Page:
A Forum for Opinions on News, Politics, and Life
May 4th, 2011
By Tom Carter
Lots of Americans are happily shouting, “We got Osama bin Laden!” When I first heard it, I couldn’t help but ask myself, “What do you mean, ‘we’?” The fact is, the U.S. military and intelligence officers got him, under the leadership of their chains of command, including the Secretary of Defense, the Director of the CIA, and the President. That’s who “we” is.
I understand what people mean when we say “we.” It’s the same as cheering a victory by their favorite sports team, taking credit as fans for the hard-fought accomplishments of the team. That’s fine, I suppose. But some of those who are cheering the successful operation to find and kill bin Laden are the same people who normally feel nothing but disdain for the military, think volunteering to serve is for fools with no other options, and ridicule the intelligence community as a gang that can’t shoot straight.
The fact that their views are based on ignorance and political bias isn’t the point. The point is, they should at least be consistent and not take credit for something done by brave, skilled people for whom they normally feel little more than disgust.
These thoughts, uncharitable though they may be, were in my mind when I read an article posted on the At War blog of the New York Times. It was written by Rebekah Sanderlin, an Army wife and mother who has lived through her husband’s multiple combat deployments. As is so often the case, great strains on their marriage finally resulted in filing for divorce, but they managed to reconcile.
Ms. Sanderlin’s thoughts are well worth reading and thinking about. A large majority of military personnel are married and have families, but that fact is often forgotten or ignored by the public. They suffer stress and deprivation, including daily fear for their loved ones, throughout combat deployments. These days, with our military — especially the Army and Marine Corps — stretched so thin, the deployments come fast and frequently.
She ended the article with these words, which pretty accurately reflect my views:
…together, my husband and I stayed up to watch the breaking news about the death of Osama bin Laden on television. We were just as excited as everyone else, perhaps even more so. For us Bin Laden’s death was more than a national victory — it was a personal triumph, the taking back of years of our lives and vindication for all the friends we’ve lost.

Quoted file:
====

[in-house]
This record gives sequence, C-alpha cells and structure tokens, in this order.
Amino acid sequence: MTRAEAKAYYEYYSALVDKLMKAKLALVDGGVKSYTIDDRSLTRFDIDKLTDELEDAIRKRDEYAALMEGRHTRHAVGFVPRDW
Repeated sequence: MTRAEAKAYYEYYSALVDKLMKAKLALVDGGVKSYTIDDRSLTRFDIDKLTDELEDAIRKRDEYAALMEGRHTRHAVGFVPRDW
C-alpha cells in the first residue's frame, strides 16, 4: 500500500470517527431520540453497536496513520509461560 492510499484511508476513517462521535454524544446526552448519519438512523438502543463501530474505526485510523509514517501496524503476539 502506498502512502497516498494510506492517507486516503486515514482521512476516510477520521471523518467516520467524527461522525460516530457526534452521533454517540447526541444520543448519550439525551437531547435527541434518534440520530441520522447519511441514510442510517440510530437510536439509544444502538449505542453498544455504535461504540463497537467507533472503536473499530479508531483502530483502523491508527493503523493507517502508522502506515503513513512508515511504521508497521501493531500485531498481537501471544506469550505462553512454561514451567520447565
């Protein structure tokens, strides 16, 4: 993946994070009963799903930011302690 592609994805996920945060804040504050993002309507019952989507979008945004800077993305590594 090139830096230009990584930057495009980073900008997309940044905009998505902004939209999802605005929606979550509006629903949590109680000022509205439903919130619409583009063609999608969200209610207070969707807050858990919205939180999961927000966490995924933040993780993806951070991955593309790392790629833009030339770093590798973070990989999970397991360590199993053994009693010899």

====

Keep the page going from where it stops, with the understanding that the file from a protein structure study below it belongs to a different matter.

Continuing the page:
But watching the spontaneous celebrations outside the White House and ground zero, we were struck by the paradox inherent in the cheering crowds. People, mostly in their 20s and 30s — the same age as our friends who have died and been forever injured — were cheering, “We got him!”
For nearly a decade of war, it hasn’t felt much like “we.” During this, the longest war in our nation’s history, a war fought by less than 1 percent of the population, the rest of the country has seemed mostly to ignore those of us in the military community, tuning in only for our scandals or deaths. And so “we,” in the context of victory, most accurately applies only to the very small number of men and women who have given more than any of us had a right to ask.
The show of patriotism right now is touching and inspiring and reminiscent of the unity felt by all in the days after Sept. 11, 2001. This truly is a time of national celebration. An evil man who tried to engineer our demise and who caused untold grief for so many is dead, and we should all celebrate that victory. But this war is far from over, and tough days are still ahead. It is incumbent on we, as a nation, to share in the burden as well.
Ms. Sanderlin is right — we, as a nation, are obligated to share the burden that so few of our citizens bear in prosecuting the War on Terror. It would interesting to take a poll of all those who were cheering and shouting “We got him!” What percentage are willing to volunteer for military service, hoping they can meet the standards? What percentage are willing to pay higher taxes to fund the wars in progress, to forego certain government-funded benefits, to consume fewer critical resources? The answer, I’m sure, is very few.
But what the hell. I guess this is the best we can expect from a fat, coddled, over-privileged society that takes everything for granted, including the rare privilege of being Americans. At least they’re cheering for soldiers once in a rare while, as opposed to the treatment combat veterans received from many people when we returned from Vietnam. Something is better than nothing, I suppose.
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